NewsCoronavirus

Actions

Future of local government budgets during COVID-19

Posted at 5:59 PM, Mar 31, 2020
and last updated 2020-03-31 20:28:01-04

COLORADO — The impacts of COVID-19 are being felt in many industries and everyone's day to day life. While government operations are essential during a time of crisis, a few cities across the United States have furloughed hundreds of workers.

Cities such as Cinicinnati, Ohio, Norfolk, Virginia, and Wichita, Kansas. Cincinnati furloughed 1,700 city employees, according to KOAA's sister station WCPO.

Local governments in southern Colorado say they're not looking at leaving workers without pay in the near future, in many cases it's the last resort when it comes to saving money.

"Obviously what we're working on is trying to get through this medical crisis," said Pueblo Mayor Nick Gradisar. Pueblo currently has about 850 employees on the payroll and about 25 percent of them are now working from home.

For Gradisar, leaving employees without work or pay- isn't the solution.

“We don’t want to exacerbate the economic situation by making people unemployed at this point," said Gradisar. While not on an official hiring freeze, the city of Pueblo is not conducting "civil service tests" which are used as a prerequisite in the hiring process.

Gradisar says while not every position can be done remotely, employees are working on projects outside of the office such as coming up with best practices for the office as the crisis continues.

"This is one of the reasons why governments have reserves, why we have TABOR reserves and if we can't be used for a crisis like this I don't know what it can be used for," Gradisar said. Pueblo, which like many cities relies heavily on local sales tax for revenue won't know how big of a hit the economy has taken until June.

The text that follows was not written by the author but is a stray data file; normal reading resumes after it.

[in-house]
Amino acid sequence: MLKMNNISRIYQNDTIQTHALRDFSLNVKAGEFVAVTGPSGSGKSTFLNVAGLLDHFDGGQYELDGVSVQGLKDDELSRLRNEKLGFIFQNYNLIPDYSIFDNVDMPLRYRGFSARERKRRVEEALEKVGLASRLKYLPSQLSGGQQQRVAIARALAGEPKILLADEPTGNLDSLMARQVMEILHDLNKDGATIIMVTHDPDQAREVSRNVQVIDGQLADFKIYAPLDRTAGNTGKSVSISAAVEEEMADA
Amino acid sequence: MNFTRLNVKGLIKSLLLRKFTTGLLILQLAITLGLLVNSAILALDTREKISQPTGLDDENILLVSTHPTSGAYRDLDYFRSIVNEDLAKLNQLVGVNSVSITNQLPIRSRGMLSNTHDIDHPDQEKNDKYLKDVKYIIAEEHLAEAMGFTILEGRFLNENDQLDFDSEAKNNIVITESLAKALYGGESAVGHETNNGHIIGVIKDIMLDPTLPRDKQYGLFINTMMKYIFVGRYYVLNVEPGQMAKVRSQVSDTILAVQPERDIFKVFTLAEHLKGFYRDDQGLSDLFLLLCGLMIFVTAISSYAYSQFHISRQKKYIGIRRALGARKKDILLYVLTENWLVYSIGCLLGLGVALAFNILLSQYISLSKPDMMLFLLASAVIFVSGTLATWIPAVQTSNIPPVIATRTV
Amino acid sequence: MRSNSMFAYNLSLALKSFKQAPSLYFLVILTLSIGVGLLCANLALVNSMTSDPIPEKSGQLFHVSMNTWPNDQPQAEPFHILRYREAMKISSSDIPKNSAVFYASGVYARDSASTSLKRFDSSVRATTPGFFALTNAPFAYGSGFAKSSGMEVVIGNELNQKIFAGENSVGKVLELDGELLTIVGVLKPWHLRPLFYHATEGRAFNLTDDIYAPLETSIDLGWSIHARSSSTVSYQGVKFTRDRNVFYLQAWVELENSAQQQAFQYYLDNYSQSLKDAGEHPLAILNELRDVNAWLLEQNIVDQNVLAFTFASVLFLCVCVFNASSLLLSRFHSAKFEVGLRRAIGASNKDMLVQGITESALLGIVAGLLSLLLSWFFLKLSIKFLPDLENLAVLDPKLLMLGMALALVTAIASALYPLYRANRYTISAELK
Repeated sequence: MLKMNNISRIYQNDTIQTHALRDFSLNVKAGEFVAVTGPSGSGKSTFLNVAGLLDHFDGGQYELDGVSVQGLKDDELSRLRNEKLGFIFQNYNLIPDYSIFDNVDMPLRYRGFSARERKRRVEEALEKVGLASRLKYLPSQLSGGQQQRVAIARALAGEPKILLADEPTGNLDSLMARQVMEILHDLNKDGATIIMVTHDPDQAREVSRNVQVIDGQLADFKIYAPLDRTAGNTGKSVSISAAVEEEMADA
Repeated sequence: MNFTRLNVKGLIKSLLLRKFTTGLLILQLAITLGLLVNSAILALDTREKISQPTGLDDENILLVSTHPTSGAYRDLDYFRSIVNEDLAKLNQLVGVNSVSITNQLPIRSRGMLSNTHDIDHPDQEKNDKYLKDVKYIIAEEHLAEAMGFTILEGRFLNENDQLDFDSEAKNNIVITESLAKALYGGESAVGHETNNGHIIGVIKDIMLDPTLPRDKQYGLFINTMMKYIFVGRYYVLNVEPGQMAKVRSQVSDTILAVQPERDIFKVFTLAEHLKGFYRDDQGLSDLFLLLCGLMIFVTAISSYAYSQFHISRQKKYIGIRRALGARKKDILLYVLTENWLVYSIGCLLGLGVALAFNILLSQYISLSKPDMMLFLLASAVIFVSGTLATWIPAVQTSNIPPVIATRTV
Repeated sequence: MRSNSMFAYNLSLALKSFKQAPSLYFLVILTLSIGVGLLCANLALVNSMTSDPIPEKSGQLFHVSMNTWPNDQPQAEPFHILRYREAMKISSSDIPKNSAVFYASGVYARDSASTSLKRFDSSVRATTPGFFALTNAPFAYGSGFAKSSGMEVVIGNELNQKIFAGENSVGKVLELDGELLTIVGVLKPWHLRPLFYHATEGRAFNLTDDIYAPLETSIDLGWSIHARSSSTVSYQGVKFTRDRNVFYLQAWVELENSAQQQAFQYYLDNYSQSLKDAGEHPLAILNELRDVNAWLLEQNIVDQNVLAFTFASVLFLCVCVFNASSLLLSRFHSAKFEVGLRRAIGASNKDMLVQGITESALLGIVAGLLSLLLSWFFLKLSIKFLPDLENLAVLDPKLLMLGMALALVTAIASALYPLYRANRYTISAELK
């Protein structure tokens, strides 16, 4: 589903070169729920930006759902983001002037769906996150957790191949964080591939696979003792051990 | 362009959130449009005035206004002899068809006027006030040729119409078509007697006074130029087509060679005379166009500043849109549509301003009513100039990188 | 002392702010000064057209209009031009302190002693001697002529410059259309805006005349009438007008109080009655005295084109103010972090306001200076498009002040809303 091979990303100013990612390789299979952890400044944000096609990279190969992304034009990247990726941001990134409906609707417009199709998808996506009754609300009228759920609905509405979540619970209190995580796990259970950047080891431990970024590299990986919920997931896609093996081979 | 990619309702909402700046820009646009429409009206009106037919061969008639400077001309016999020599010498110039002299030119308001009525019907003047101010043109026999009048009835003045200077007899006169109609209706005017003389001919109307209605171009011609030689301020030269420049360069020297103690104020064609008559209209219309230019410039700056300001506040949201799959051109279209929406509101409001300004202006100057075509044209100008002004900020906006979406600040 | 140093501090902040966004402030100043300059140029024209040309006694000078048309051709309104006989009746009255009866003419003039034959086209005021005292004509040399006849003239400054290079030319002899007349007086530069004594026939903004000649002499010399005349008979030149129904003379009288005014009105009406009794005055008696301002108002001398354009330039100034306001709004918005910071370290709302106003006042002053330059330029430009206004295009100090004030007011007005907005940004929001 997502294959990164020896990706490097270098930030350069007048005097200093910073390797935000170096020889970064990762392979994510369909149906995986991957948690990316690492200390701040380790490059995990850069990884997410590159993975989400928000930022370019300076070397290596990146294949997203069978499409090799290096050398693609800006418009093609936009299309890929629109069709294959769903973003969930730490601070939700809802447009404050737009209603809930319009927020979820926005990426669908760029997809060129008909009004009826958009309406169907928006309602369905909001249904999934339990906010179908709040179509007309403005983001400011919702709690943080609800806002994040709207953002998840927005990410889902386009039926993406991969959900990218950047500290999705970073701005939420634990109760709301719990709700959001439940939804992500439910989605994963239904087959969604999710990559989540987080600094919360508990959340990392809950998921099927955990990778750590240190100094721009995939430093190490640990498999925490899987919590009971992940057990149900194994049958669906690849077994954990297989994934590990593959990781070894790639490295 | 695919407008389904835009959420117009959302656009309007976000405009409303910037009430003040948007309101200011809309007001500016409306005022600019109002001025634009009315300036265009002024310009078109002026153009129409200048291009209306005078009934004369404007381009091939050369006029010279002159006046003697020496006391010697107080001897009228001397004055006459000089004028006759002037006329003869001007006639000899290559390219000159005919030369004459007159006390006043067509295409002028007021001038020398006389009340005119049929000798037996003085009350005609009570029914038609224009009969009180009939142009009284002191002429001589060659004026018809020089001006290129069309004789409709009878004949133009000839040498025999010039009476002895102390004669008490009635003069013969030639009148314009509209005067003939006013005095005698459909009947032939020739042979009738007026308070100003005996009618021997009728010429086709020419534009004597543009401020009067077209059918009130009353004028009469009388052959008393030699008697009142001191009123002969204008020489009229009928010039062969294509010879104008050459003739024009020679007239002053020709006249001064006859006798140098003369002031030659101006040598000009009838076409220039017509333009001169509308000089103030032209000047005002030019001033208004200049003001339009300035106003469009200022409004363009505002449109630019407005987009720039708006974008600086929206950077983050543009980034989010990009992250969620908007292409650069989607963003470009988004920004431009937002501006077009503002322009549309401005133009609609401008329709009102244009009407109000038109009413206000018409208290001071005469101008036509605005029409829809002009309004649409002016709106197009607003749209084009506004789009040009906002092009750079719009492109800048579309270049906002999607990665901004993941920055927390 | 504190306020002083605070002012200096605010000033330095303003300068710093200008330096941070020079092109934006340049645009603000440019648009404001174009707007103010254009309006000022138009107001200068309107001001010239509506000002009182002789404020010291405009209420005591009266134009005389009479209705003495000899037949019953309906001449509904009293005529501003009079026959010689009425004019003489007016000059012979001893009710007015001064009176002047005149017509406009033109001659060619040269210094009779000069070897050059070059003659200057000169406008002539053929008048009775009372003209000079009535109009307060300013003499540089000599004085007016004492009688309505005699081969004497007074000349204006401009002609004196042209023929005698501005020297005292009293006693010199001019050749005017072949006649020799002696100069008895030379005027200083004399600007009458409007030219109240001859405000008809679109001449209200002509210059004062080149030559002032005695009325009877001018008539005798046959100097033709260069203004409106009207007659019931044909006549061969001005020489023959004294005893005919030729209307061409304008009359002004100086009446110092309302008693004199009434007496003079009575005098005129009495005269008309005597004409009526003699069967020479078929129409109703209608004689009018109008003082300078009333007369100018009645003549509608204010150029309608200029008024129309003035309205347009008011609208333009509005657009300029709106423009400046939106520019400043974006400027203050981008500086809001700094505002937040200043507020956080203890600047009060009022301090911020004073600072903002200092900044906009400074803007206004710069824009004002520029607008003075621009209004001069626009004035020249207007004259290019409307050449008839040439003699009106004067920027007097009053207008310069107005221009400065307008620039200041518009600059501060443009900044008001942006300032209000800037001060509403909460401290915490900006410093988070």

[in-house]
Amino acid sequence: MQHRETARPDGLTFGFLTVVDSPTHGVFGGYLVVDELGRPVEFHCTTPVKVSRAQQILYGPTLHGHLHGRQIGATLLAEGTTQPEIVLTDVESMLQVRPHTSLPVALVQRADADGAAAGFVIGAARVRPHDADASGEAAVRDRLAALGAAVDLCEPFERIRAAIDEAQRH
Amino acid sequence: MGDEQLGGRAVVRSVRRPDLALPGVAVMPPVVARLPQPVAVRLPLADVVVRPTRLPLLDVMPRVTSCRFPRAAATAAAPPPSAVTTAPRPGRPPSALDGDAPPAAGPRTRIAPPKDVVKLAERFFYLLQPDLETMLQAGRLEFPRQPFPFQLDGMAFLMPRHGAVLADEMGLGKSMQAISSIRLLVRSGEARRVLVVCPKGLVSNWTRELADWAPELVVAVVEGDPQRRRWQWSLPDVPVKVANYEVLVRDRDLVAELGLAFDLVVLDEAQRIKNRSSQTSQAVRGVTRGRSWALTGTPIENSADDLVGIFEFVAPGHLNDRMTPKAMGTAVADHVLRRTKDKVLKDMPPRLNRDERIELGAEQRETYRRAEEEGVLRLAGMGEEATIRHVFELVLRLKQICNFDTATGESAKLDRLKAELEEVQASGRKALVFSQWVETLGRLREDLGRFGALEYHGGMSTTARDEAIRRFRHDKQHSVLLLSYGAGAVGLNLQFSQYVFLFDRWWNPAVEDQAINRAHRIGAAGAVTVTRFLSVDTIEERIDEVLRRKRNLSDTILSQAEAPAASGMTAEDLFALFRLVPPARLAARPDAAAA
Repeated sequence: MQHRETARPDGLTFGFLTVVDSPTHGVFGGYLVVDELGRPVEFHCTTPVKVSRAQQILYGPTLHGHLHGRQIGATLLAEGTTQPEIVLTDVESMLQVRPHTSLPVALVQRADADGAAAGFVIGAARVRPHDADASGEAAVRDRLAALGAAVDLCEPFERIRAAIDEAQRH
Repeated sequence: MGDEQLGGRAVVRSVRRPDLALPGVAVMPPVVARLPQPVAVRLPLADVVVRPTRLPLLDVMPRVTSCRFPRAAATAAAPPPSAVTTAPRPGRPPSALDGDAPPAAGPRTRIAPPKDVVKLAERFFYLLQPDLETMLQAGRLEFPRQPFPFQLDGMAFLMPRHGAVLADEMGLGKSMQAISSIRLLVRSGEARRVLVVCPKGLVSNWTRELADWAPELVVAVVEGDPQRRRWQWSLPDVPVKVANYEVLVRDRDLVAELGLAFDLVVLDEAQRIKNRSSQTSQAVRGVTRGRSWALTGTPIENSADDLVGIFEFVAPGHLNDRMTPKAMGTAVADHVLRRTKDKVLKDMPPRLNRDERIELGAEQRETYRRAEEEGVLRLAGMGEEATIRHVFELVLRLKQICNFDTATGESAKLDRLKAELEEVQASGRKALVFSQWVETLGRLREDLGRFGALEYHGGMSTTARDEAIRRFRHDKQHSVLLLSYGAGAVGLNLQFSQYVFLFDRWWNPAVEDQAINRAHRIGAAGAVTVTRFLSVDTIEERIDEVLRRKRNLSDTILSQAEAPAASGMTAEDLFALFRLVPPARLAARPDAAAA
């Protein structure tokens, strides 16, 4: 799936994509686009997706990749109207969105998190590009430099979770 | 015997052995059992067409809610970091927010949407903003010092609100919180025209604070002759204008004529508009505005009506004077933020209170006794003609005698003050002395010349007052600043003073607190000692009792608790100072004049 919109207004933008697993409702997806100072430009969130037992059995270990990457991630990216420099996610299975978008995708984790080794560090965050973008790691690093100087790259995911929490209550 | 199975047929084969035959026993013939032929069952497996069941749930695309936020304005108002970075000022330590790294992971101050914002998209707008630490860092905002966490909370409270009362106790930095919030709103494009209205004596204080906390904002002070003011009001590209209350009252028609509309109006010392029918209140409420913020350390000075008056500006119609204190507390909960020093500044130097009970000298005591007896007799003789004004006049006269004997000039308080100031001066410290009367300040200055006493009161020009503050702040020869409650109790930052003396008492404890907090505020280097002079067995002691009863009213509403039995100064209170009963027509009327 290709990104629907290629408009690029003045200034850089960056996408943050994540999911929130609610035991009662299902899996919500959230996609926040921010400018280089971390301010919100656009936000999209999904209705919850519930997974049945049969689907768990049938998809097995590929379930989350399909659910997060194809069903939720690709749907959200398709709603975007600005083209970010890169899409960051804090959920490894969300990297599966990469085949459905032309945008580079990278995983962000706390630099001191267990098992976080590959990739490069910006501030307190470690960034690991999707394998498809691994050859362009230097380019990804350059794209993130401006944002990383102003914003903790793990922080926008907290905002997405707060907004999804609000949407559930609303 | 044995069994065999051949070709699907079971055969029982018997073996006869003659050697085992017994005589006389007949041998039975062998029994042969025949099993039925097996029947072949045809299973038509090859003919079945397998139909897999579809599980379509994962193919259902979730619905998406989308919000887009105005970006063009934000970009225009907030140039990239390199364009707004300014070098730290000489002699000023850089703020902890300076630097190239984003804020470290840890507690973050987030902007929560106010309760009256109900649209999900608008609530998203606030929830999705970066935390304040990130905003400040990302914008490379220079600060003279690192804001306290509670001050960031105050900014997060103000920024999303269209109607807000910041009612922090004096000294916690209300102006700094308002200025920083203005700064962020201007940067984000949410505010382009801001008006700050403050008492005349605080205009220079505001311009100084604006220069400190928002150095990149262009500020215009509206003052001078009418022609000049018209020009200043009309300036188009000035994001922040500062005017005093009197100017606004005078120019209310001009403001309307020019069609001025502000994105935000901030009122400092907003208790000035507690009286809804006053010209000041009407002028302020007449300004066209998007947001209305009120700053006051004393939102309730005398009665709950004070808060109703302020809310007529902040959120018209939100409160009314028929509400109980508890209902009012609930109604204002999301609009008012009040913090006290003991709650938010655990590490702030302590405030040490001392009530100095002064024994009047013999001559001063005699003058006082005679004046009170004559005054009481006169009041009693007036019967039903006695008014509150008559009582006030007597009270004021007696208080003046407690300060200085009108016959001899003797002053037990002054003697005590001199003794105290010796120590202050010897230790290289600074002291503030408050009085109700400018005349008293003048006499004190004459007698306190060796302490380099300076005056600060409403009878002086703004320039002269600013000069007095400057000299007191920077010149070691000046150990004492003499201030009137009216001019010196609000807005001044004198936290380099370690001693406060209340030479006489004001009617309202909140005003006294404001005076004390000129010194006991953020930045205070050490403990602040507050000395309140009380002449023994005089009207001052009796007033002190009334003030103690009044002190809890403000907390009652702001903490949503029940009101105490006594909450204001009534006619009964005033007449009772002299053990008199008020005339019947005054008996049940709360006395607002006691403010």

This is also the case in Colorado Springs as it takes a couple of months from when the collection periods end. During a press conference Monday afternoon, Mayor John Suthers announced he's asked department heads to come up with plans to cut $20 million in the cities budget.

A spokeswoman for the city tells News5 department heads sent suggestions for cuts last week, the budget cuts are operational costs and not personnel. City of Colorado Springs has also taken additional steps, such as a hiring freeze, banning travel and deferring non-essential travel. Between those actions and the proposed budget cuts, city leaders believe they'll be able to balance the 2020 budget with the expected economic impact.

The city is also delaying capitol improvement projects, which include maintenance on city buildings, pools, and repair on the Julie Penrose fountain.

If Colorado Springs does make any layoffs or furlough any workers, it would likely happen later on after they get a better idea of the hit the economy takes.

The uncertainty is what's causing local governments to focus on what's in front of them right now, versus what's to come.

"We don't know where we are at this point in time," said El Paso County Commissioner Mark Waller, who adds the county isn't in as tough of a spot as the city because the county primarily relies on property tax revenue versus sales, "Our finance people are running models and doing everything they can to try and understand what this is going to look like."

Mayor Gradisar says once they see the numbers come June, they'll have a better idea of the direction the budget needs to go, "we just don’t know the nature or how long it will last. I’m hopeful this will be a short term problem and the economy will rebound robustly."